• Bell, D. (1987). And we are not saved: The elusive quest for racial justice. New York: Basic Books.
  • Bell, D. (1993). Faces at the bottom of the well: The permanence of racism. New York: Basic Books.
  • Bell, D. (2000). Wanted: A White leader able to free Whites of racism. UC Davis Law Review, 33(3), 527-544. http://lawreview.law.ucdavis.edu/issues/33/3/Barrett/DavisVol33No3_Bell.pdf


  • Hancock, A.-M. (2007). When multiplication doesn’t equal quick addition: Examining intersectionality as a research paradigm. Perspectives in Politics, 5(1), 63-79. http://www.jstor.org/stable/20446350
  • Han, C.-s. (2008). No fats, femmes, or Asians: The utility of critical race theory in examining the role of gay stock stories in the marginalization of Asian men. Contemporary Justice Review, 11(1), 11-12.
  • Patton, L. D., & Simmons, S. L. (2008). Exploring complexities of multiple identities of lesbians in a Black college environment. The Negro Educational Review, 59(3), 197-215. Link (EBSCO)
  • Hancock, A.-M. (2005). W.E.B. DuBois: Intellectual forefather of intersectionality? Souls, 7(3), 74-84. http://www.tandfonline.com/doi/full/10.1080/10999940500265508

Interest Convergence:

  • Bell, D. A. (1979). Brown v. Board of Education and other interest convergence dilemma. Harvard Law Review, 93(3), 518-534. http://www.jstor.org/stable/1340546
  • Donnor, J. K. (2005). Towards an interest-convergence in the education of African American student athletes in major college sports. Race, Ethnicity and Education, 8(1), 45-67.
  • Dudziak, M. L. (1988). Desegregation as a cold war imperative. Stanford Law Review, 41(1), 61-120. http://www.jstor.org/stable/1228836
  • Harper, S. R. (2009). Race, interest convergence, and transfer outcomes for Black male student athletes. In L. S. Hagedorn & D. Horton (Eds.), Student athletes and athletics. New Directions for Community Colleges (No. 147, Fall 2009, pp. 29-37). https://pdfs.semanticscholar.org/d627/5bf0d607b84a60509f0c6616da9ece0491bc.pdf
  • Milner, H. R. (2008). Critical Race Theory and interest convergence as analytical tools in teacher education policies and practices. Journal of Teacher Education, 59(4), 332-346. http://journals.sagepub.com/doi/pdf/10.1177/0022487108321884
  • Taylor, E. (2000). Critical Race Theory and interest convergence in the backlash against affirmative action: Washington State and Initiative 200. Teachers College Record,102(3), 539-560.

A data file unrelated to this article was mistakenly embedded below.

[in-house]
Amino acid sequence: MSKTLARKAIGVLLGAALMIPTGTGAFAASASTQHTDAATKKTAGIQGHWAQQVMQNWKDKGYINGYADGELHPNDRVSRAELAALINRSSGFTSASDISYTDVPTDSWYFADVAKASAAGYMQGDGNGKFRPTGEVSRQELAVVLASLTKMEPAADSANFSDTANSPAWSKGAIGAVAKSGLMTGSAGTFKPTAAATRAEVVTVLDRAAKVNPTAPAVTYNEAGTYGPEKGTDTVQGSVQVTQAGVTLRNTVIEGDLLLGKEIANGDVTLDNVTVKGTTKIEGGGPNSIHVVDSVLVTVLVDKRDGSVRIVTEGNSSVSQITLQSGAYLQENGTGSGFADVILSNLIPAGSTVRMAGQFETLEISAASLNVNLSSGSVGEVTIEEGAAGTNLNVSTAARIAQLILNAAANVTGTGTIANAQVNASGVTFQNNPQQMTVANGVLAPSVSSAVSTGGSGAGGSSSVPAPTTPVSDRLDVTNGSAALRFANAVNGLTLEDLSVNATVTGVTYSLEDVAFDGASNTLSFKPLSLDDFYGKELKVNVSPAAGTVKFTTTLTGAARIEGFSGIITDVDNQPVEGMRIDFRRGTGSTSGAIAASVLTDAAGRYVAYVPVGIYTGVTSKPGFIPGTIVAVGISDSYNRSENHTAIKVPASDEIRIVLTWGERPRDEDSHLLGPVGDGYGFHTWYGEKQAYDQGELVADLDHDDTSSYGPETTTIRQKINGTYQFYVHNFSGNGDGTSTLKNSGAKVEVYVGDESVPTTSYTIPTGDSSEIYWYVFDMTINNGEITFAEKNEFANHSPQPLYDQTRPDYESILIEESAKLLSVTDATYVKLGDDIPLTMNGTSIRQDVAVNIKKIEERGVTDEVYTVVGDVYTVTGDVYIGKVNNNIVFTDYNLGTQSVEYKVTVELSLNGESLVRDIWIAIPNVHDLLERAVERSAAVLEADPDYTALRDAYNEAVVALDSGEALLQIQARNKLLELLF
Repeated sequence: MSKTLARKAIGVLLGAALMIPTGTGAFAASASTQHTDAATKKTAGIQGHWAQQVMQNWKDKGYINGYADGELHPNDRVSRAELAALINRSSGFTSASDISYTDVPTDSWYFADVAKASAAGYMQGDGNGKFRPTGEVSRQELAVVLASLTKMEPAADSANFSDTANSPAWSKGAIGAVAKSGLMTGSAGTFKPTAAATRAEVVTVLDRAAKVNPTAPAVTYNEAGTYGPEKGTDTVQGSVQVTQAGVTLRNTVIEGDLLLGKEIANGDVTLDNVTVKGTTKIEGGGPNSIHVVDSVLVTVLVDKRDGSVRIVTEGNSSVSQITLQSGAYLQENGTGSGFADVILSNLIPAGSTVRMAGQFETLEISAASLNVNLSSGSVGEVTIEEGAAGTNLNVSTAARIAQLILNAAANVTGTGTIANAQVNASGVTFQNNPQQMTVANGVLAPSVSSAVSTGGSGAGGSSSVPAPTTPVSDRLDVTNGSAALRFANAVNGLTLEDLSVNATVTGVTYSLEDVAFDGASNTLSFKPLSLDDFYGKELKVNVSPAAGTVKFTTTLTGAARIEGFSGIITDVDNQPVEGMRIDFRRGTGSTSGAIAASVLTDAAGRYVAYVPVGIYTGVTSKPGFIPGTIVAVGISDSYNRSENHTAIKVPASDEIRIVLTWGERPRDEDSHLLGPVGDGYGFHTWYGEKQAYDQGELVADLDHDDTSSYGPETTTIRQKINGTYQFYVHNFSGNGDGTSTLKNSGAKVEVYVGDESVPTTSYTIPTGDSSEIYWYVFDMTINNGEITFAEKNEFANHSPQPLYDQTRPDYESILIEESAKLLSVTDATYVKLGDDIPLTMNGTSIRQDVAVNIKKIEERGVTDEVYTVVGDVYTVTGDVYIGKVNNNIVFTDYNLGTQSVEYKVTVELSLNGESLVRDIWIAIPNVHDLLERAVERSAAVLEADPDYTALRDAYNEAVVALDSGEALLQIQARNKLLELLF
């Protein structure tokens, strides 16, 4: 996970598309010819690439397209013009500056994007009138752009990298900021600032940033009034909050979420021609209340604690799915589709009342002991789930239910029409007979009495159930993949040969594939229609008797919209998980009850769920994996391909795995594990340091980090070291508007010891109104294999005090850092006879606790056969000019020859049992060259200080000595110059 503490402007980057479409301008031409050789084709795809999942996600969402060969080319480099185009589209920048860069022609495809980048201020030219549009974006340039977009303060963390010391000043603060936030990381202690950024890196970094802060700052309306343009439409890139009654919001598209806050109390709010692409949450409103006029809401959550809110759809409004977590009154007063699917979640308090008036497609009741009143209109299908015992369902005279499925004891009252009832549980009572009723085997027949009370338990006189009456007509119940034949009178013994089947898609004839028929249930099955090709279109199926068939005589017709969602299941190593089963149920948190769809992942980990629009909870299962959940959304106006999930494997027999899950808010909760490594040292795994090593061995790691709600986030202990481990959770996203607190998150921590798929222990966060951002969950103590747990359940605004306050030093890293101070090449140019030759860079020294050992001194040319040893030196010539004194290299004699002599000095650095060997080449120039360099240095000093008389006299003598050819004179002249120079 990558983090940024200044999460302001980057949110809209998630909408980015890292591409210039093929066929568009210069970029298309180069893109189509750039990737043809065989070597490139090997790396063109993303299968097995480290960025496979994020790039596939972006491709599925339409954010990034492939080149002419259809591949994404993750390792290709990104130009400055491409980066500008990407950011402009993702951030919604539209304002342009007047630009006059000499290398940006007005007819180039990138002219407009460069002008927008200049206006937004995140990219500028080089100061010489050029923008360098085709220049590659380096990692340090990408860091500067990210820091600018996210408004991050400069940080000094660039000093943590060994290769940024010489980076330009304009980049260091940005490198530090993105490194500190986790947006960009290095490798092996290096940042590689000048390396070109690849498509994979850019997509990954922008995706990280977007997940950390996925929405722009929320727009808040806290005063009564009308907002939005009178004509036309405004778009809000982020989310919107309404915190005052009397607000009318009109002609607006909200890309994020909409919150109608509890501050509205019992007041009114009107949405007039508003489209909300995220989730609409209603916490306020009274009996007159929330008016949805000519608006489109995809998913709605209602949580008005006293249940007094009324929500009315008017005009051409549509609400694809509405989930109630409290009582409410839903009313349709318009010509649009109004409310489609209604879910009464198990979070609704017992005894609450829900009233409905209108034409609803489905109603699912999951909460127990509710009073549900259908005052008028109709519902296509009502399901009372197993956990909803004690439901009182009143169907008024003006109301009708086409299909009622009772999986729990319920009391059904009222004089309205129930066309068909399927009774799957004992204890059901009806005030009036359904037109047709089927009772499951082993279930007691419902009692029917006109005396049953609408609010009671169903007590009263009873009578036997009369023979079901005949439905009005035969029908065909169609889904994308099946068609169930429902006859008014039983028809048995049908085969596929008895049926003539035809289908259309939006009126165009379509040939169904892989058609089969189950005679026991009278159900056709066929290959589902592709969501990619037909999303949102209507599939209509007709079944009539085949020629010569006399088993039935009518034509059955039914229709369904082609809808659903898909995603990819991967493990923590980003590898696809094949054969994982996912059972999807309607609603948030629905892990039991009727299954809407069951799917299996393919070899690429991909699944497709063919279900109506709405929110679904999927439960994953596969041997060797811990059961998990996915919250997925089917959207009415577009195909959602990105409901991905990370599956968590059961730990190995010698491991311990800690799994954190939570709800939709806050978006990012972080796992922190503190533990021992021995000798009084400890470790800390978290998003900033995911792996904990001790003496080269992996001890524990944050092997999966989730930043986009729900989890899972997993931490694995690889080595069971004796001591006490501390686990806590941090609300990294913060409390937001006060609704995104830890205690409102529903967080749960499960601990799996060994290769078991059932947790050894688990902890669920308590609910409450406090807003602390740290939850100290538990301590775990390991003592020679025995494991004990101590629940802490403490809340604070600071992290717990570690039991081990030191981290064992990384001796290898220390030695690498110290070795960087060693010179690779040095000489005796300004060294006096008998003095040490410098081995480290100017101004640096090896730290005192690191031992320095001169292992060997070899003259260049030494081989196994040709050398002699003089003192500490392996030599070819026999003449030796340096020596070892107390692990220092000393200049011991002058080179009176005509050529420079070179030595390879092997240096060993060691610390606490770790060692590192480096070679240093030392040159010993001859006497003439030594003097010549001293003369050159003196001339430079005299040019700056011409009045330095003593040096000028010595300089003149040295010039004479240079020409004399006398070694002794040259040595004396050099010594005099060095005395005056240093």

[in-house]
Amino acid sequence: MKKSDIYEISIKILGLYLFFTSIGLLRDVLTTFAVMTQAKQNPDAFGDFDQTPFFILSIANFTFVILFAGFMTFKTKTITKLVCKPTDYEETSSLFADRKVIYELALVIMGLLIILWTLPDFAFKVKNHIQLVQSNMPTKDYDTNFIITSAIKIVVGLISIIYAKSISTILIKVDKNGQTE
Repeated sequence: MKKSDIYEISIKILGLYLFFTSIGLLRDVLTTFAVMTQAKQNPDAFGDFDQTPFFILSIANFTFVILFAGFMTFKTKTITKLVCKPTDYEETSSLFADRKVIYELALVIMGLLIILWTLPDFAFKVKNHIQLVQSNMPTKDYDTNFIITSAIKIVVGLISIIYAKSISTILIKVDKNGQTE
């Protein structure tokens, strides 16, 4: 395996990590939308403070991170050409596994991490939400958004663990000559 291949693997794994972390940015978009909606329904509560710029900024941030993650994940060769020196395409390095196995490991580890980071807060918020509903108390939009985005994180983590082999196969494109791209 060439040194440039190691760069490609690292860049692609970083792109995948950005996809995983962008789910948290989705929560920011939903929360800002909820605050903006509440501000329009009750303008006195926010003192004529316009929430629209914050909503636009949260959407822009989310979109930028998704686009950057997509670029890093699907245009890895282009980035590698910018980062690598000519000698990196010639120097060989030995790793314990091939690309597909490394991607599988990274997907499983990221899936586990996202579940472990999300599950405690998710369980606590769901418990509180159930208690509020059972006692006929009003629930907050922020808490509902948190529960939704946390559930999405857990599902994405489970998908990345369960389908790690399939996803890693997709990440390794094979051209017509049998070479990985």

Week 2: Racial Formations

This week we delve into the ideas of race as a social construction. What does that actually mean, and in what ways has race been “made real” as well as malleable through law, policy, and history in the United States?

Week 2 (9/13): Racial Formations


Take two Harvard Implicit Assumption Tests (IAT): https://implicit.harvard.edu/implicit/takeatest.html (“Race IAT” and “Native IAT”)

AFTER you take the tests, read this article.


Positionality Paper : This short paper (1-2pgs) asks you to understand your own relationship to the topic of the course, and help the instructor to better shape the content and direction of the course. What is your prior experience with CRT? What experiences in your life have shaped your relationships to the course topic? How do your various identities intersect and inform your relationship to CRT?

Tweet out thoughts, questions, and reflections using #IntroCRT17 #Week2

Week 1: Introductions, Overview

For the first week of class, students are asked to read Derrick Bell’s “Who’s Afraid of Critical Race Theory?” which can be found here: https://sph.umd.edu/sites/default/files/files/Bell_Whos%20Afraid%20of%20CRT_1995UIllLRev893.pdf 

“In this essay, originally delivered as a David C. Baum Memorial Lecture on Civil Liberties and Civil Rights at the University of Illinois College of Law, Professor Bell begins by discussing the recent debate surrounding The Bell Curve, and utilizing the tools of critical race theory, he offers an alternative explanation as to why the book’s authors decided to publish rejected theories of black inferiority. Professor Bell then discusses the origins of critical race theory, what the theory is, what the theory ought to be, and the critics’ attack of the theory. He concludes with stories about black struggle in America, stories which Professor Bell believes accurately depict the ongoing racist efforts to prevent black success.”

The introductory powerpoint can be found here: Intro CRT class 1 2017